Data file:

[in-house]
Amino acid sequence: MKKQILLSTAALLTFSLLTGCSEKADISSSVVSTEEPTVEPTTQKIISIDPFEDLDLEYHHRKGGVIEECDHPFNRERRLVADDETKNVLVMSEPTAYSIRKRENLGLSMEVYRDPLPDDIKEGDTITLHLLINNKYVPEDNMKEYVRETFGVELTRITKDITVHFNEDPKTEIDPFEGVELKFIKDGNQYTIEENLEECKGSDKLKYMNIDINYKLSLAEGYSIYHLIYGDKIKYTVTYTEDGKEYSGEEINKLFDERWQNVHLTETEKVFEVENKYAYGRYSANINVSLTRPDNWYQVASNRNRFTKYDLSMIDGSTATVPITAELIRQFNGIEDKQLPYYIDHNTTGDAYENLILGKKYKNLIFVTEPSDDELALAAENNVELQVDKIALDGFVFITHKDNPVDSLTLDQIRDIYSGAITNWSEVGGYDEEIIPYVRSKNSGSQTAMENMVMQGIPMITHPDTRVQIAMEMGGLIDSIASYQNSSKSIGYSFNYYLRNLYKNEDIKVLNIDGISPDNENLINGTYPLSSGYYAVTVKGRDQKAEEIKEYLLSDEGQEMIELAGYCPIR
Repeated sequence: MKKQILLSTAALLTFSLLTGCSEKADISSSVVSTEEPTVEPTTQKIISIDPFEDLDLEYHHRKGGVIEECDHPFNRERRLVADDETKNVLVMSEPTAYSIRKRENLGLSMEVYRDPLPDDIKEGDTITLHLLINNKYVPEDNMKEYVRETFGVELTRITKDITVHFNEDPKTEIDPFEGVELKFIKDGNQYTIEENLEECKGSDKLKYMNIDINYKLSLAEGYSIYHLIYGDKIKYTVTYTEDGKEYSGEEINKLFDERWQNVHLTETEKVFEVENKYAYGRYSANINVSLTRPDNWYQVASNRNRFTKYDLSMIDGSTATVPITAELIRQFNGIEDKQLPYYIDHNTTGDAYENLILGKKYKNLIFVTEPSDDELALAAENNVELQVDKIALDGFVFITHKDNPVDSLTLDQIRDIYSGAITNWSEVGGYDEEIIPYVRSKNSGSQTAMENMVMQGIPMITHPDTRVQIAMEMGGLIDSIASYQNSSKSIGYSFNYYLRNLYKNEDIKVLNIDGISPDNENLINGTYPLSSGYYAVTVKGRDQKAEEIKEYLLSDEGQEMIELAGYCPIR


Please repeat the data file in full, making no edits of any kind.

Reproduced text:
[in-house]
Amino acid sequence: MKKQILLSTAALLTFSLLTGCSEKADISSSVVSTEEPTVEPTTQKIISIDPFEDLDLEYHHRKGGVIEECDHPFNRERRLVADDETKNVLVMSEPTAYSIRKRENLGLSMEVYRDPLPDDIKEGDTITLHLLINNKYVPEDNMKEYVRETFGVELTRITKDITVHFNEDPKTEIDPFEGVELKFIKDGNQYTIEENLEECKGSDKLKYMNIDINYKLSLAEGYSIYHLIYGDKIKYTVTYTEDGKEYSGEEINKLFDERWQNVHLTETEKVFEVENKYAYGRYSANINVSLTRPDNWYQVASNRNRFTKYDLSMIDGSTATVPITAELIRQFNGIEDKQLPYYIDHNTTGDAYENLILGKKYKNLIFVTEPSDDELALAAENNVELQVDKIALDGFVFITHKDNPVDSLTLDQIRDIYSGAITNWSEVGGYDEEIIPYVRSKNSGSQTAMENMVMQGIPMITHPDTRVQIAMEMGGLIDSIASYQNSSKSIGYSFNYYLRNLYKNEDIKVLNIDGISPDNENLINGTYPLSSGYYAVTVKGRDQKAEEIKEYLLSDEGQEMIELAGYCPIR
Repeated sequence: MKKQILLSTAALLTFSLLTGCSEKADISSSVVSTEEPTVEPTTQKIISIDPFEDLDLEYHHRKGGVIEECDHPFNRERRLVADDETKNVLVMSEPTAYSIRKRENLGLSMEVYRDPLPDDIKEGDTITLHLLINNKYVPEDNMKEYVRETFGVELTRITKDITVHFNEDPKTEIDPFEGVELKFIKDGNQYTIEENLEECKGSDKLKYMNIDINYKLSLAEGYSIYHLIYGDKIKYTVTYTEDGKEYSGEEINKLFDERWQNVHLTETEKVFEVENKYAYGRYSANINVSLTRPDNWYQVASNRNRFTKYDLSMIDGSTATVPITAELIRQFNGIEDKQLPYYIDHNTTGDAYENLILGKKYKNLIFVTEPSDDELALAAENNVELQVDKIALDGFVFITHKDNPVDSLTLDQIRDIYSGAITNWSEVGGYDEEIIPYVRSKNSGSQTAMENMVMQGIPMITHPDTRVQIAMEMGGLIDSIASYQNSSKSIGYSFNYYLRNLYKNEDIKVLNIDGISPDNENLINGTYPLSSGYYAVTVKGRDQKAEEIKEYLLSDEGQEMIELAGYCPIR